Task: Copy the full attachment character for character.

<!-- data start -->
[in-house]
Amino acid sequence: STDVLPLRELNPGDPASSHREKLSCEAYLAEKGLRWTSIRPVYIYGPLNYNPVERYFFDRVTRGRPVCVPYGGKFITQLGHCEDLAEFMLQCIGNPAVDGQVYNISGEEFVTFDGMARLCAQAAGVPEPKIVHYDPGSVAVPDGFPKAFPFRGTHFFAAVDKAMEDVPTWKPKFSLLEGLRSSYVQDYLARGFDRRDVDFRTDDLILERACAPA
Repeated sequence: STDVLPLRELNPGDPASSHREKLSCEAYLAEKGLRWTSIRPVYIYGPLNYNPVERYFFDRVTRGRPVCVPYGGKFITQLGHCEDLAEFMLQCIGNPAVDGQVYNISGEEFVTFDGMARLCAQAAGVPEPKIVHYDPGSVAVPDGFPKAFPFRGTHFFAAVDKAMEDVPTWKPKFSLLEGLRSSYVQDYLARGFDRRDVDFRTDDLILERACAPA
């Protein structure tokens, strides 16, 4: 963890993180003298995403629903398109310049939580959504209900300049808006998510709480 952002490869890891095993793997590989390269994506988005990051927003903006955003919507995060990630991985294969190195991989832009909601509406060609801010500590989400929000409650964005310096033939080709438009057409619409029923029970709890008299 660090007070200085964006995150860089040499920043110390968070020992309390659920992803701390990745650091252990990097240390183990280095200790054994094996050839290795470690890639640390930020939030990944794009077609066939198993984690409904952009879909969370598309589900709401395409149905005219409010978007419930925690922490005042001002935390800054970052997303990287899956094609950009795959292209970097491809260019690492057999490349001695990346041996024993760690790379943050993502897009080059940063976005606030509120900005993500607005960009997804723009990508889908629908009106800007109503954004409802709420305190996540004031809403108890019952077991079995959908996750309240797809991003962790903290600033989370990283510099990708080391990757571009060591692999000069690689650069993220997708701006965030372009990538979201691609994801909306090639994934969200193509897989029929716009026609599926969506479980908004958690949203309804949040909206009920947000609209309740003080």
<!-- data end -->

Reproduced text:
[in-house]
Amino acid sequence: STDVLPLRELNPGDPASSHREKLSCEAYLAEKGLRWTSIRPVYIYGPLNYNPVERYFFDRVTRGRPVCVPYGGKFITQLGHCEDLAEFMLQCIGNPAVDGQVYNISGEEFVTFDGMARLCAQAAGVPEPKIVHYDPGSVAVPDGFPKAFPFRGTHFFAAVDKAMEDVPTWKPKFSLLEGLRSSYVQDYLARGFDRRDVDFRTDDLILERACAPA
Repeated sequence: STDVLPLRELNPGDPASSHREKLSCEAYLAEKGLRWTSIRPVYIYGPLNYNPVERYFFDRVTRGRPVCVPYGGKFITQLGHCEDLAEFMLQCIGNPAVDGQVYNISGEEFVTFDGMARLCAQAAGVPEPKIVHYDPGSVAVPDGFPKAFPFRGTHFFAAVDKAMEDVPTWKPKFSLLEGLRSSYVQDYLARGFDRRDVDFRTDDLILERACAPA
């Protein structure tokens, strides 16, 4: 963890993180003298995403629903398109310049939580959504209900300049808006998510709480 952002490869890891095993793997590989390269994506988005990051927003903006955003919507995060990630991985294969190195991989832009909601509406060609801010500590989400929000409650964005310096033939080709438009057409619409029923029970709890008299 660090007070200085964006995150860089040499920043110390968070020992309390659920992803701390990745650091252990990097240390183990280095200790054994094996050839290795470690890639640390930020939030990944794009077609066939198993984690409904952009879909969370598309589900709401395409149905005219409010978007419930925690922490005042001002935390800054970052997303990287899956094609950009795959292209970097491809260019690492057999490349001695990346041996024993760690790379943050993502897009080059940063976005606030509120900005993500607005960009997804723009990508889908629908009106800007109503954004409802709420305190996540004031809403108890019952077991079995959908996750309240797809991003962790903290600033989370990283510099990708080391990757571009060591692999000069690689650069993220997708701006965030372009990538979201691609994801909306090639994934969200193509897989029929716009026609599926969506479980908004958690949203309804949040909206009920947000609209309740003080």